I’m primarily an intensivist, 7-7 with 7 on 7 off. Two of us on at a time. I do see my job as being an availabilist; codes/crash intubations etc are obviously unscheduled, many family meetings happen after people get done with work, etc. Most days I finish between 6-7 PM; if everything is wrapped up one person goes home with their pager on and the other stays as emergency coverage until night shift. Sometimes there will be an hour or two of downtime in the middle of the day, just depends on volume of admissions and stability of existing critically ill patients.
I know for a fact that my hospital takes the attitude of “if you don’t need to do a full days’ work, we’ll get rid of some of you until the worked needed to be done fills the day of everyone left.” Multiple hospitalists fired for taking outside 2nd jobs which violated their contract to be exclusive. If you want a job with the flexibility to leave early, your best bet is to be an IC or find a PP hospitalist group not employed.Brains428ParticipantStatus: PhysicianPosts: 309Joined: 11/09/2017
Sorry if you covered this… are you not violating non-competes?
Also, as efficient as you may be, do you think it’s a detriment to spread yourself so thin.
Not trying to criticize, just seems like a lot of work.May 15, 2019 at 7:50 am MST #214668LordosisParticipantStatus: PhysicianPosts: 1300Joined: 02/11/2019
I have been involved with 2 hospital systems while they transitioned to a hospitalist system. It is sold to the PCPs, Patients, Admin, specialists, and anyone else who would listen that the benefits of adding these docs would be their availability in the hospital.
I am not saying it is right or wrong but that is how it is promoted.
“Never let your sense of morals prevent you from doing what is right.”
Ya I’m sure you’re making sure they’re getting the care they need when you’re 2 hospitals away… Give me a break. Why should you not be in the hospital for 12 hours? It’s literally what you’re paid to do, ie take care of patients.
I don’t get it. The job is usually like 7 on 7 off. It’s set up that way because it’s understood you’re in the hospital a lot when you’re on, thus you work half the year. It’s like you want to have your cake and eat it too.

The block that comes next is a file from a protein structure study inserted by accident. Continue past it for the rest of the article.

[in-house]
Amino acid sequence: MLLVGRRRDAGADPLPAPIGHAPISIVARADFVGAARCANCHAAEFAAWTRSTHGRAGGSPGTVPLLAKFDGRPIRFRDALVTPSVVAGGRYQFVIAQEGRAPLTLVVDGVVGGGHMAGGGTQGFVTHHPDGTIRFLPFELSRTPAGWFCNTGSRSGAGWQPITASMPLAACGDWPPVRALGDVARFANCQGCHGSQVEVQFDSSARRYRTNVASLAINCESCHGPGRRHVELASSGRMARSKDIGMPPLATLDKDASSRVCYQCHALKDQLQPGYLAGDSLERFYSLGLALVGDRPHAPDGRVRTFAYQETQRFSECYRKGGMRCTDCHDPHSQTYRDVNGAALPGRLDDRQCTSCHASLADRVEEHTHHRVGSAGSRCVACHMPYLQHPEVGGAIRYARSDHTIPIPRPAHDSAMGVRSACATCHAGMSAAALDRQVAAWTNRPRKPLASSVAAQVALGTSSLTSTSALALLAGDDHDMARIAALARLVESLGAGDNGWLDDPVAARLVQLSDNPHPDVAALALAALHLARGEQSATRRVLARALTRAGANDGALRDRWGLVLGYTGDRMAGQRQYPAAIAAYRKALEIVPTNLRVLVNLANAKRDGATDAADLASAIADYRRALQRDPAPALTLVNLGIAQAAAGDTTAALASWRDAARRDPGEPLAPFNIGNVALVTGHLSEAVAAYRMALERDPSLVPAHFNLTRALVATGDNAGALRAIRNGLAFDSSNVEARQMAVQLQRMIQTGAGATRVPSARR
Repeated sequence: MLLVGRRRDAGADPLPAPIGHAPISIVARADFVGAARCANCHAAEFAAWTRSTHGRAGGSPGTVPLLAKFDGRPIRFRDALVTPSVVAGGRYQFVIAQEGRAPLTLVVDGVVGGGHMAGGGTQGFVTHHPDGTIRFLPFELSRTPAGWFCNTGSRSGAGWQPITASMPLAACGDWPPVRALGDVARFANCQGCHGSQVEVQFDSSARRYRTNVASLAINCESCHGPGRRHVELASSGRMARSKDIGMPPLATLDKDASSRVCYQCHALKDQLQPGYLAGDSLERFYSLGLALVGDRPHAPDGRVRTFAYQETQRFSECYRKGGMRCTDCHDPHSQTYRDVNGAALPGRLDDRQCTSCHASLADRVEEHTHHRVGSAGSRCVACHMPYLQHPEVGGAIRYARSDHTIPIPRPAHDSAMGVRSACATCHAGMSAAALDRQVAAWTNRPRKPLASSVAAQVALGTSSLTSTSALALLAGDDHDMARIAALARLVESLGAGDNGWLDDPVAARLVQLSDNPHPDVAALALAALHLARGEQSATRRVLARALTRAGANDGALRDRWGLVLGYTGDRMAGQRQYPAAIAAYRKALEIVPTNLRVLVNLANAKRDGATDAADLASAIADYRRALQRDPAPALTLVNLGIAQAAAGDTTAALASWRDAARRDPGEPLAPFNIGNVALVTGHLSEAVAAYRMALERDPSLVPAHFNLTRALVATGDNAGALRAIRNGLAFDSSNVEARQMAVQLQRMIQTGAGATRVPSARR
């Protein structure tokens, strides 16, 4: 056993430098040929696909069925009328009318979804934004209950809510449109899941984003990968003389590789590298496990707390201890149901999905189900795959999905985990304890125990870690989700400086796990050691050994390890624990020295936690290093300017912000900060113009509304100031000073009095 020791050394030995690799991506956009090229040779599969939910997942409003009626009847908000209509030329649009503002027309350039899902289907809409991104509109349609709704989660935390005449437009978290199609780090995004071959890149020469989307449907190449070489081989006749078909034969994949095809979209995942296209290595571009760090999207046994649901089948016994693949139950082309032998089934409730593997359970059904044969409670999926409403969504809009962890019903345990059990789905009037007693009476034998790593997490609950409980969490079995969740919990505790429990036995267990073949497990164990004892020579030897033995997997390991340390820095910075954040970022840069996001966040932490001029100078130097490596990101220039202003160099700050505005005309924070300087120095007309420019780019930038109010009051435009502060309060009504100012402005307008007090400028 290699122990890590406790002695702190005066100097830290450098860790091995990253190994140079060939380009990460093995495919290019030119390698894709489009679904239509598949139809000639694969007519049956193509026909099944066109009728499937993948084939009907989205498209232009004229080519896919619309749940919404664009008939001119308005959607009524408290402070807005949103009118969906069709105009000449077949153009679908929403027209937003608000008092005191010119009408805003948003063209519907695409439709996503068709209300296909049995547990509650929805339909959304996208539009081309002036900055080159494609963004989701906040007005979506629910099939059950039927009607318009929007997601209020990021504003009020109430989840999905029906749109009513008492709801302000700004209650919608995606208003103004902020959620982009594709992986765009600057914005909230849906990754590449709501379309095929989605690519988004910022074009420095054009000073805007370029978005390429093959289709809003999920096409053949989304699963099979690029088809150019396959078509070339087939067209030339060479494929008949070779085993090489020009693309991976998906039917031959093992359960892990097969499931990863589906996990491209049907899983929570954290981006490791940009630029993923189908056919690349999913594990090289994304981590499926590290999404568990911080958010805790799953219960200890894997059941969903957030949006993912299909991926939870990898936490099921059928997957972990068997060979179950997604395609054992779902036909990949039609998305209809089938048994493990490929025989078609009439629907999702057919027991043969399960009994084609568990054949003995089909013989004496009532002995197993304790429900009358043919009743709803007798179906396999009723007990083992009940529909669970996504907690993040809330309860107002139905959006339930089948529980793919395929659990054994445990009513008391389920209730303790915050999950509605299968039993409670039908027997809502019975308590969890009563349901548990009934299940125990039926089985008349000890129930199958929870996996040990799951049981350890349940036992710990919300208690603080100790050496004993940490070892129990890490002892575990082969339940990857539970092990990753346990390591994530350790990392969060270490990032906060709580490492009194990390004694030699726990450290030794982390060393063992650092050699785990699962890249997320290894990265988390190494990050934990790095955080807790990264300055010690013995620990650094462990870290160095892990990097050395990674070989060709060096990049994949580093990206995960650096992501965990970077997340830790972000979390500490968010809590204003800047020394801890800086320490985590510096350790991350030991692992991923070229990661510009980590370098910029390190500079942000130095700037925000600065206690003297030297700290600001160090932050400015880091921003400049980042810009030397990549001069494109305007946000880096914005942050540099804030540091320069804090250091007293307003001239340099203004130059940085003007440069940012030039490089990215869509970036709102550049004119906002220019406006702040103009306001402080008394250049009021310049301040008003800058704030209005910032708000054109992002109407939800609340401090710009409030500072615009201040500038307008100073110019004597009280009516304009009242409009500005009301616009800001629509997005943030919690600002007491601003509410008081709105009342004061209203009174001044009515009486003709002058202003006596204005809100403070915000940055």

Also I really don’t think going out for lunch for 30 min to an hr is the same thing as rounding at 3 hospitals on same day.
I don’t think it’s appropriate for specialists to operate or do procedures at multiple hospitals on same day. Someone at clinic can leave their clinic and go see a patient if needed. What if you have sick patient at both? ” hey can you go see this patient that is crumping, I’m rounding at another hospital or taking care of someone crumping at this one.”
A hospital is an availablist, thats literally the job. Hence why you work a ton when you’re on, and off half the year typically.
If the job was popping in and rounding on patients and going home then every primary doc would see their own patients.
You can delude yourself all you want but there’s huge conflicts of interest here with working at numerous hospitals simultaneously and it’s going to result in poor care.
It’s not working 12 hrs a week if you’re sitting on your butt in the call room for half the day. People apparently have time to round at 3 hospitals, but doing 1 for 7 days straight would be exhausting? That’s not logically consistent.
Makes no sense. What would we say if an Ed doctor said ” why should I have to stay in the hospital all the time?” inpatients can have emergencies too. Literally the job. Availablist is literally the perfect discription of what a hospitalist is. That’s the entire point why the job was created.May 15, 2019 at 8:04 am MST #214677LithiumParticipantStatus: PhysicianPosts: 1137Joined: 02/15/2016
Working 84 hours a week is absolutely not sustainable even if it is every other week. Maybe if it was every third week or 2 out of every 5 weeks it would be doable. Would you ever take a job where you’re expected to work 42 hours a week 52 weeks a year? Because those are the same hours. That kind of job is just an extension of residency.fatlittlepigParticipantStatus: PhysicianPosts: 944Joined: 01/26/2017
@hospitalist md, your job is in sorely need of schedule revamping. As you alluded you, staying until 7PM when your work is finished is the very definition of soul crushing, it would be an absolutely untenable situation for FLP. you need a swing shift, or to have a rotating rounder who stays until 7PM so others can go home. it sounds like there isn’t much support within your group, many physicians do not mind or even like being in the hospital.. so good luck with that. my advice would be to secure another job, then agitate strongly for change, if it doesn’t happen then- adios.